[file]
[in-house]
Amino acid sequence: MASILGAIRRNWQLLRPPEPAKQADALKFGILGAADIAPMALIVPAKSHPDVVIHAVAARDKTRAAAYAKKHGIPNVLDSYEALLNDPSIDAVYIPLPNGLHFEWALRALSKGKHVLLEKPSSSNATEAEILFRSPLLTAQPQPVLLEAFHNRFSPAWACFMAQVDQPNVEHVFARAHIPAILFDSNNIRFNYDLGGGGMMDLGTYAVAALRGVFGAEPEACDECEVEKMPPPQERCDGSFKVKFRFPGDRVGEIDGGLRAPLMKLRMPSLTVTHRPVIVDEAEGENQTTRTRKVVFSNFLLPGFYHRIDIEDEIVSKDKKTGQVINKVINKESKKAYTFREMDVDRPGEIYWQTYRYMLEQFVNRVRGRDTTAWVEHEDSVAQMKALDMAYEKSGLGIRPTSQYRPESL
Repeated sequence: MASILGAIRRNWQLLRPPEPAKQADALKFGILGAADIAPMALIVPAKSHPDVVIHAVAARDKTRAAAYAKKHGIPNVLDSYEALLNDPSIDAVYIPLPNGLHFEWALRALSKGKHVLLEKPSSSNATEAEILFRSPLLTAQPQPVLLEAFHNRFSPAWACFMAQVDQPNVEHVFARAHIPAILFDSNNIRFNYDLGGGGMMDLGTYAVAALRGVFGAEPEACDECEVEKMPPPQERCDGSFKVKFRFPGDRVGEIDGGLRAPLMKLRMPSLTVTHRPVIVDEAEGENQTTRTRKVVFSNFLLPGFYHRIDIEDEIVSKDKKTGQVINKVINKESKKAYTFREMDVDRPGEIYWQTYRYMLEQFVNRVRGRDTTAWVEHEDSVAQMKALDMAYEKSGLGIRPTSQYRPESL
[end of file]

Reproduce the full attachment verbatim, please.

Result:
[in-house]
Amino acid sequence: MASILGAIRRNWQLLRPPEPAKQADALKFGILGAADIAPMALIVPAKSHPDVVIHAVAARDKTRAAAYAKKHGIPNVLDSYEALLNDPSIDAVYIPLPNGLHFEWALRALSKGKHVLLEKPSSSNATEAEILFRSPLLTAQPQPVLLEAFHNRFSPAWACFMAQVDQPNVEHVFARAHIPAILFDSNNIRFNYDLGGGGMMDLGTYAVAALRGVFGAEPEACDECEVEKMPPPQERCDGSFKVKFRFPGDRVGEIDGGLRAPLMKLRMPSLTVTHRPVIVDEAEGENQTTRTRKVVFSNFLLPGFYHRIDIEDEIVSKDKKTGQVINKVINKESKKAYTFREMDVDRPGEIYWQTYRYMLEQFVNRVRGRDTTAWVEHEDSVAQMKALDMAYEKSGLGIRPTSQYRPESL
Repeated sequence: MASILGAIRRNWQLLRPPEPAKQADALKFGILGAADIAPMALIVPAKSHPDVVIHAVAARDKTRAAAYAKKHGIPNVLDSYEALLNDPSIDAVYIPLPNGLHFEWALRALSKGKHVLLEKPSSSNATEAEILFRSPLLTAQPQPVLLEAFHNRFSPAWACFMAQVDQPNVEHVFARAHIPAILFDSNNIRFNYDLGGGGMMDLGTYAVAALRGVFGAEPEACDECEVEKMPPPQERCDGSFKVKFRFPGDRVGEIDGGLRAPLMKLRMPSLTVTHRPVIVDEAEGENQTTRTRKVVFSNFLLPGFYHRIDIEDEIVSKDKKTGQVINKVINKESKKAYTFREMDVDRPGEIYWQTYRYMLEQFVNRVRGRDTTAWVEHEDSVAQMKALDMAYEKSGLGIRPTSQYRPESL